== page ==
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Wetlands -What are they and why are they important... 

A wetland is transitional land between the water and dry ground.  Most people think of wetlands as marsh-like areas filled with cattails.  However, there are many types of wetlands such as swamps, marshes, bogs and seasonal wetlands like meadows, sedge meadows and wet prairies.  Officially a wetland contains the following:  water at or near the surface during at least part of the year; special soils know as hydric-or moisture containing-soils; and specific wetland plants and vegetation.

Many wetlands are protected by Local, State and Federal laws because they are one of our most valuable resources and their importance to the security of our lakes and streams cannot be overstated.  Wetlands control flooding and stormwater through soil stabilization and erosion reduction as surface water runoff is absorbed then slowly released into ground water or lakes and streams.  This protects water quality by filtering and breaking down sediments, nutrients and toxins and slowly releasing the water to recharge groundwater.  These areas also provide habitat for many different species of wildlife and provide recreational opportunities for bird watching, canoeing and hiking.  Perhaps the most significant contribution wetlands make is the treatment of pollution by serving as a biological and chemical oxidation basin.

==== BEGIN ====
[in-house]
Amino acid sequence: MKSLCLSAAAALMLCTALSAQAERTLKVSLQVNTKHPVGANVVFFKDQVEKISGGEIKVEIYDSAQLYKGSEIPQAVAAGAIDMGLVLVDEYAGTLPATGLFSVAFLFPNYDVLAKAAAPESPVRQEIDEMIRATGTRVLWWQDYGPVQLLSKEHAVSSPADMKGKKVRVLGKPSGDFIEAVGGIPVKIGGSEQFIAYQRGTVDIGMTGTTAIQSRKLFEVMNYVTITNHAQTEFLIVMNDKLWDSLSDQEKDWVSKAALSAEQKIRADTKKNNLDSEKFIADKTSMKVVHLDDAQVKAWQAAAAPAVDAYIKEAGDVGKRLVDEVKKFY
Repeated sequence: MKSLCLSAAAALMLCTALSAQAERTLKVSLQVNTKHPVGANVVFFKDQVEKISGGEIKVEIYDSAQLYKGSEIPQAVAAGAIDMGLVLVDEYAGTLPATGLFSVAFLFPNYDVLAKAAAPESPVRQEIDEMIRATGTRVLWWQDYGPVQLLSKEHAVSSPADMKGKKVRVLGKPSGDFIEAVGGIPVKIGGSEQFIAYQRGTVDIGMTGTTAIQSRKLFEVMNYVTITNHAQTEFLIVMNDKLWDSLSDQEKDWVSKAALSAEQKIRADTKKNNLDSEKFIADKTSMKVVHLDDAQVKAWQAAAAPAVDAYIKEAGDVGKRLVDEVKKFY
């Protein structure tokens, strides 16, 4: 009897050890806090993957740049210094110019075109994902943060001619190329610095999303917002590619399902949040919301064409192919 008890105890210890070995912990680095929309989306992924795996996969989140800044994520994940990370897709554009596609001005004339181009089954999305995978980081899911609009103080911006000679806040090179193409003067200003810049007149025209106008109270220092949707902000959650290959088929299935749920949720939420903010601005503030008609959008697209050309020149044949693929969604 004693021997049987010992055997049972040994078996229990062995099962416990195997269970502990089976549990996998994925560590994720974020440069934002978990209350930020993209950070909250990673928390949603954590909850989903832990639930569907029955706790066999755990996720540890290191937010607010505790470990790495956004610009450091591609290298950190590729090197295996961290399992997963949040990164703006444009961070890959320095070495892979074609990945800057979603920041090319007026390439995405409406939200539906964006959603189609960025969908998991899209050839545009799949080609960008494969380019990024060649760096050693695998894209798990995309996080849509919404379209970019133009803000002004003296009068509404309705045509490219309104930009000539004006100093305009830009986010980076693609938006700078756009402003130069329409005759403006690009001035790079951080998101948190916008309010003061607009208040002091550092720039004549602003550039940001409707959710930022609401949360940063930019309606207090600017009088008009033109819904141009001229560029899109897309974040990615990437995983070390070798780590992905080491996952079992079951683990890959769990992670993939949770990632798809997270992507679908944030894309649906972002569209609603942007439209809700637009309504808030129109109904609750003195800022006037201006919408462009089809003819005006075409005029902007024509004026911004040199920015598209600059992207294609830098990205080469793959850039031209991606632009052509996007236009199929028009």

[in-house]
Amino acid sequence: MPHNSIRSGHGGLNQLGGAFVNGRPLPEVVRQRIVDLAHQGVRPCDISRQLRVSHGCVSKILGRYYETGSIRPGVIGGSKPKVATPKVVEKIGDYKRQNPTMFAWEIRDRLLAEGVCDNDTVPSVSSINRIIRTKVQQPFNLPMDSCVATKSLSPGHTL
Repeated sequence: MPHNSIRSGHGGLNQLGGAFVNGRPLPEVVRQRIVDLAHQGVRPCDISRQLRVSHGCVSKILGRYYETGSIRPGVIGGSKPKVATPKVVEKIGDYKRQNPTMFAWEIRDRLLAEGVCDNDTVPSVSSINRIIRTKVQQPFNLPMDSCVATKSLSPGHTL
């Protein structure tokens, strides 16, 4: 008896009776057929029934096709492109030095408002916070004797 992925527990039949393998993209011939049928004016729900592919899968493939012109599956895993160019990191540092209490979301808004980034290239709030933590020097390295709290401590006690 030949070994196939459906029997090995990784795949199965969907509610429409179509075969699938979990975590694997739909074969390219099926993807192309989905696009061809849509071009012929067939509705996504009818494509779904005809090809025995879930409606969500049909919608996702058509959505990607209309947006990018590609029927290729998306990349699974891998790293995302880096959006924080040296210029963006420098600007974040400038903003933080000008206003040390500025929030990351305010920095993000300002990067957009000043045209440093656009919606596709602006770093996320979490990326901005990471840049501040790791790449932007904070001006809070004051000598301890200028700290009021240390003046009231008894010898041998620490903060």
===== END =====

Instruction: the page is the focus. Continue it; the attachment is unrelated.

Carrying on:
We all play a role in protecting vital wetland resources and restoration, preservation and education are the keys to securing the viability of these natural wonders.



The Grand River
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